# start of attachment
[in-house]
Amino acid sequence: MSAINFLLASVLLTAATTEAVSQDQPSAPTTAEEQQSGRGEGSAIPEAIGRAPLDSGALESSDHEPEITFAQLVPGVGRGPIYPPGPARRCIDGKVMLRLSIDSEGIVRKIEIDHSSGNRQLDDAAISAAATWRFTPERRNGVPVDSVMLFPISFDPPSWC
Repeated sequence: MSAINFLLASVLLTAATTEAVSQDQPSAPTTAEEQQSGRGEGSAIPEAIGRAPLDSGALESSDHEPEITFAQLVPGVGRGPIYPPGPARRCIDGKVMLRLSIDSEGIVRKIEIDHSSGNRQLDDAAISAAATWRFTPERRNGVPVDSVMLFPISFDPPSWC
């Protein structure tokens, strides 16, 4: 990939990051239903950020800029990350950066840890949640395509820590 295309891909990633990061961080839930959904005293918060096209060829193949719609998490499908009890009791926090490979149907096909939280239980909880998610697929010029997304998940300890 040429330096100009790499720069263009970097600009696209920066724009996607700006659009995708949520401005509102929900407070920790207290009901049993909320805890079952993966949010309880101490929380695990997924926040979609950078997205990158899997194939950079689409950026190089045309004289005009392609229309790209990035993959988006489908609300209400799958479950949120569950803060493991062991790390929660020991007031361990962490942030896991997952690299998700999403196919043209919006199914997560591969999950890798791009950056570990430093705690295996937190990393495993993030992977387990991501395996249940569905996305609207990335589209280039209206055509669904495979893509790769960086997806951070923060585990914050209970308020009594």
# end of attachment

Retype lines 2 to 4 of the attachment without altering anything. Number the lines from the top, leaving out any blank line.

Amino acid sequence: MSAINFLLASVLLTAATTEAVSQDQPSAPTTAEEQQSGRGEGSAIPEAIGRAPLDSGALESSDHEPEITFAQLVPGVGRGPIYPPGPARRCIDGKVMLRLSIDSEGIVRKIEIDHSSGNRQLDDAAISAAATWRFTPERRNGVPVDSVMLFPISFDPPSWC
Repeated sequence: MSAINFLLASVLLTAATTEAVSQDQPSAPTTAEEQQSGRGEGSAIPEAIGRAPLDSGALESSDHEPEITFAQLVPGVGRGPIYPPGPARRCIDGKVMLRLSIDSEGIVRKIEIDHSSGNRQLDDAAISAAATWRFTPERRNGVPVDSVMLFPISFDPPSWC
């Protein structure tokens, strides 16, 4: 990939990051239903950020800029990350950066840890949640395509820590 295309891909990633990061961080839930959904005293918060096209060829193949719609998490499908009890009791926090490979149907096909939280239980909880998610697929010029997304998940300890 040429330096100009790499720069263009970097600009696209920066724009996607700006659009995708949520401005509102929900407070920790207290009901049993909320805890079952993966949010309880101490929380695990997924926040979609950078997205990158899997194939950079689409950026190089045309004289005009392609229309790209990035993959988006489908609300209400799958479950949120569950803060493991062991790390929660020991007031361990962490942030896991997952690299998700999403196919043209919006199914997560591969999950890798791009950056570990430093705690295996937190990393495993993030992977387990991501395996249940569905996305609207990335589209280039209206055509669904495979893509790769960086997806951070923060585990914050209970308020009594």